• Ejuen Armstrong

Diving into Writing

Your first steps into writing fiction should be fun, so let's not drag this out. Here are a few tips to get you kicking off.

Just write

Just type or write. It doesn't have to make sense. It doesn't even have to be words. Look, here you go: 34iugnpwi ; adkro39-394-


In the middle of whatever you're doing, something's going to pop into your head. Write it down. If it wants to add a little more to the story, then let it.

Do not say, "I will come back to this." That's like a message to your brain to say: "Sure, hon - whatevs." Do it now or risk losing that exciting thread forever. You don't need the plot line from A to Z. At this point, your characters and your muse will be leading the way.

It doesn't have to make sense. It doesn't even have to be words.

Keep hold of your ideas

Follow every idea that comes to you. At this stage you're after flow. Did an owl just hoot? Is a neighbour fixing up the house or garden? Has someone found money? Once you begin, you'll find that another word, maybe several come to you at once. He walked to the bottom of the road. She laughed. A parakeet flew by. Is a posssum a squirrel? Why don't insects have voices?

If a question pops into your head while you're writing, you can be sure that it will pop into a reader's head too. Jot down that question and make sure you work out the answer later. How does the killer manage to hide the gun? How is the blind woman suddenly able to do martial arts?

A few paragraphs later, you'll have something more concrete. Keep those spare notes in a separate place; you can draw from them later on. They may include names, places, smells, sounds, descriptions, dialogue, notes to self. These will help you with flow, continuity, and direction.

Whatever you do, don't have an epic blowout and destroy huge chunks of your work. I've earned up to £400.00 on single pieces of writing I'd planned to throw away. Even if it's months or years later, anything can be improved. It might become a completely new story.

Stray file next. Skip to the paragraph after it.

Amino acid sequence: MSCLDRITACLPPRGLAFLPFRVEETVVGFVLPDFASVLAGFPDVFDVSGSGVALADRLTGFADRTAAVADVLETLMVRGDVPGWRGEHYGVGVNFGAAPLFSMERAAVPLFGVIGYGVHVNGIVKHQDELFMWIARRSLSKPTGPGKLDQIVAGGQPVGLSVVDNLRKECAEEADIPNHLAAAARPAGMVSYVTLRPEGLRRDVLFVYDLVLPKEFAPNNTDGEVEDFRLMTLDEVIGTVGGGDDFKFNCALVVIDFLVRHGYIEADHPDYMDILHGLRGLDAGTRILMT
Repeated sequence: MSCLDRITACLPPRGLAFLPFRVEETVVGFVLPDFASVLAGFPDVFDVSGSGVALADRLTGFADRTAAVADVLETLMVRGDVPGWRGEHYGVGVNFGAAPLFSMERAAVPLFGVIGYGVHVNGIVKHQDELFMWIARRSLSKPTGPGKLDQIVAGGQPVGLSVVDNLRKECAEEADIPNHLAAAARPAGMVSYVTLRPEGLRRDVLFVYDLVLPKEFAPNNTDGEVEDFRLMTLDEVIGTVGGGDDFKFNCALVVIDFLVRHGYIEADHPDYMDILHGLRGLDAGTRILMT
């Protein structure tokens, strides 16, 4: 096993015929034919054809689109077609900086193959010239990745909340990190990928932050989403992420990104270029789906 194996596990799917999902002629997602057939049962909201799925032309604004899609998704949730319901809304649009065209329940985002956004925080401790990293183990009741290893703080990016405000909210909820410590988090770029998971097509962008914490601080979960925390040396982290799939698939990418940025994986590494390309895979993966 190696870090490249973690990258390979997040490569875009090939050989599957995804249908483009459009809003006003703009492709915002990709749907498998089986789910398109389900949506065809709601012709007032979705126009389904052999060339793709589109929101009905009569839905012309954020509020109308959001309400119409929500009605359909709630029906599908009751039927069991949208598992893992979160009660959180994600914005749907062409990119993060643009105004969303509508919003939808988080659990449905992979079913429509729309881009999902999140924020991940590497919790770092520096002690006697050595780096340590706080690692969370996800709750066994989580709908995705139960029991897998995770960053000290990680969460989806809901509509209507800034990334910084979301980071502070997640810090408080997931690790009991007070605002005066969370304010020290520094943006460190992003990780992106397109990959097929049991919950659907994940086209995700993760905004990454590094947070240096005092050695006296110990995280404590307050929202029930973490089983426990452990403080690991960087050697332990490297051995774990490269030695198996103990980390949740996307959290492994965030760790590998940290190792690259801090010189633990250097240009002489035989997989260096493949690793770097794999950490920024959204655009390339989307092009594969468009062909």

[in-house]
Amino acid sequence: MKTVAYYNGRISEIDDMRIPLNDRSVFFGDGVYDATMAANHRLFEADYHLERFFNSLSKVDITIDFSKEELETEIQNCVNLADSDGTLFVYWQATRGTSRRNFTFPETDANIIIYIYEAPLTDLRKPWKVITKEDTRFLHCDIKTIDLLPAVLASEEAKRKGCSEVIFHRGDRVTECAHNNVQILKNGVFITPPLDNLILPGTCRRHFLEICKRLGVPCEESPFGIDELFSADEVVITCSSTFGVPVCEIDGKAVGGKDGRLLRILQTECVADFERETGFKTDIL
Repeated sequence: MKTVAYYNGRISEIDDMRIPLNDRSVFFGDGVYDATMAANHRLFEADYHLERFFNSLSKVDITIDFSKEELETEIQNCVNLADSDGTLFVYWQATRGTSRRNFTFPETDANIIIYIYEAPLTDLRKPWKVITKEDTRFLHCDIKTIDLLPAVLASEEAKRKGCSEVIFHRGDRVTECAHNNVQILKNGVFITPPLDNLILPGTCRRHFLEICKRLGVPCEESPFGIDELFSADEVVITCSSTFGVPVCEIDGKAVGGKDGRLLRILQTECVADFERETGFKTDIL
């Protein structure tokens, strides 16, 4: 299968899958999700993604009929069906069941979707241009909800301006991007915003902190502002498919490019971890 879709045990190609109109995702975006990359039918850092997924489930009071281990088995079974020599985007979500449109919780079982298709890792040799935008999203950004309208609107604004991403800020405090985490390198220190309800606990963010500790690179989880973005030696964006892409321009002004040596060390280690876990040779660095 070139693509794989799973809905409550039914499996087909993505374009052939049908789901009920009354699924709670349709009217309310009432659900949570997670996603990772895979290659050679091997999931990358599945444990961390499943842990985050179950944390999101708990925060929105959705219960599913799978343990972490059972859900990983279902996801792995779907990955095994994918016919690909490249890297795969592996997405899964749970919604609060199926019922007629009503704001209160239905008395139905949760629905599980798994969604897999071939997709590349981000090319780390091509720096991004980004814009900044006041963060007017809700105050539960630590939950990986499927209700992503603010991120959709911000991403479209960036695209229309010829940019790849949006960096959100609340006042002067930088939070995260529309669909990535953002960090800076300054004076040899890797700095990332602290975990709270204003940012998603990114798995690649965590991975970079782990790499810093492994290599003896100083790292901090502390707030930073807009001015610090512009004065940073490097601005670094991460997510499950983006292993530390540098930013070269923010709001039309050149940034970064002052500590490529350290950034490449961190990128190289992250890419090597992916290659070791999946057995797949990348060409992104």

Trimming words here and there is fine; even paragraphs. However, to destroy pages of work would be, in my opinion, a no-no. Instead, put it aside for now: you can always modify it further down the line. At the very least, when you pick it up again and it still reads like crud, it should form an excellent resource for How Not To.

Don't have a blowout and destroy huge chunks of your work.

Strive for quality

Quality is important. It doesn't matter whether it's to make money, for self-expression, or as part of an expose on all your old workplace. Whatever you're writing, always try to put your best book forward.

You'll need at least a basic understanding of spelling and grammar. If you don't have that, I strongly recommend you brush up with a book on common pitfalls in grammar and spelling before even thinking about writing for publication. Alternatively, pay someone who understands grammar to look over your work.

There are some who believe it's not possible to edit your own work. I disagree. Put it down for a few weeks then have another read through. Do this a few times between intervals of a week or so until you're happy. You'll be surprised at what you see in the meantime.

Ultimately, don't overthink things. Your story is waiting impatiently for you to come and get it. Don't delay!

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